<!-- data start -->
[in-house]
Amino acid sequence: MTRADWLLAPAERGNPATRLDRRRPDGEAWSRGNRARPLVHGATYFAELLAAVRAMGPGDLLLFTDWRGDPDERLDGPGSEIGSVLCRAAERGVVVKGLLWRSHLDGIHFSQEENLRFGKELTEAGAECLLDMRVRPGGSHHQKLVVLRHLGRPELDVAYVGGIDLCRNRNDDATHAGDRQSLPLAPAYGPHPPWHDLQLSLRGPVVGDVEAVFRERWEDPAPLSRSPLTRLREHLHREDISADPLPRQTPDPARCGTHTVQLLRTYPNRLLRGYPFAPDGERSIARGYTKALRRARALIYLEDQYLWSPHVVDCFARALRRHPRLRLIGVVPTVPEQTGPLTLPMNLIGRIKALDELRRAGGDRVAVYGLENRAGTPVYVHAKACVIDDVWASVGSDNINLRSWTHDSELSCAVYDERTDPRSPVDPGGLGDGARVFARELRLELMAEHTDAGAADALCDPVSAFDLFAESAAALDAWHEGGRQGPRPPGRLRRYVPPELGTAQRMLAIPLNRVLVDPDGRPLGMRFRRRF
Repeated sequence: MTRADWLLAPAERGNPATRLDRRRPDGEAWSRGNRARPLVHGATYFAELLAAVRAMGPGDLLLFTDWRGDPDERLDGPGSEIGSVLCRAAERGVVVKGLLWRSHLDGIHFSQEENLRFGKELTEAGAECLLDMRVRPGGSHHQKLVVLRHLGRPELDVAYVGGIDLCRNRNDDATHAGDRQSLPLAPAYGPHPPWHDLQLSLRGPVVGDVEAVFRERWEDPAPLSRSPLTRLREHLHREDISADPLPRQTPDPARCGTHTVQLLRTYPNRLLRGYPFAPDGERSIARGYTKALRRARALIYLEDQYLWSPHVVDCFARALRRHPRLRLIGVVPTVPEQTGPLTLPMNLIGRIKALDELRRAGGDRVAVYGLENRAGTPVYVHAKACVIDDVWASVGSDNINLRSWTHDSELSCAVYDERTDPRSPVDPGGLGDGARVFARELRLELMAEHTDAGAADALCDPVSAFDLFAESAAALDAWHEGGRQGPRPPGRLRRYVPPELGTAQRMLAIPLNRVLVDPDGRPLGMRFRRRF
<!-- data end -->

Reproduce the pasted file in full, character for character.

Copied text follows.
[in-house]
Amino acid sequence: MTRADWLLAPAERGNPATRLDRRRPDGEAWSRGNRARPLVHGATYFAELLAAVRAMGPGDLLLFTDWRGDPDERLDGPGSEIGSVLCRAAERGVVVKGLLWRSHLDGIHFSQEENLRFGKELTEAGAECLLDMRVRPGGSHHQKLVVLRHLGRPELDVAYVGGIDLCRNRNDDATHAGDRQSLPLAPAYGPHPPWHDLQLSLRGPVVGDVEAVFRERWEDPAPLSRSPLTRLREHLHREDISADPLPRQTPDPARCGTHTVQLLRTYPNRLLRGYPFAPDGERSIARGYTKALRRARALIYLEDQYLWSPHVVDCFARALRRHPRLRLIGVVPTVPEQTGPLTLPMNLIGRIKALDELRRAGGDRVAVYGLENRAGTPVYVHAKACVIDDVWASVGSDNINLRSWTHDSELSCAVYDERTDPRSPVDPGGLGDGARVFARELRLELMAEHTDAGAADALCDPVSAFDLFAESAAALDAWHEGGRQGPRPPGRLRRYVPPELGTAQRMLAIPLNRVLVDPDGRPLGMRFRRRF
Repeated sequence: MTRADWLLAPAERGNPATRLDRRRPDGEAWSRGNRARPLVHGATYFAELLAAVRAMGPGDLLLFTDWRGDPDERLDGPGSEIGSVLCRAAERGVVVKGLLWRSHLDGIHFSQEENLRFGKELTEAGAECLLDMRVRPGGSHHQKLVVLRHLGRPELDVAYVGGIDLCRNRNDDATHAGDRQSLPLAPAYGPHPPWHDLQLSLRGPVVGDVEAVFRERWEDPAPLSRSPLTRLREHLHREDISADPLPRQTPDPARCGTHTVQLLRTYPNRLLRGYPFAPDGERSIARGYTKALRRARALIYLEDQYLWSPHVVDCFARALRRHPRLRLIGVVPTVPEQTGPLTLPMNLIGRIKALDELRRAGGDRVAVYGLENRAGTPVYVHAKACVIDDVWASVGSDNINLRSWTHDSELSCAVYDERTDPRSPVDPGGLGDGARVFARELRLELMAEHTDAGAADALCDPVSAFDLFAESAAALDAWHEGGRQGPRPPGRLRRYVPPELGTAQRMLAIPLNRVLVDPDGRPLGMRFRRRF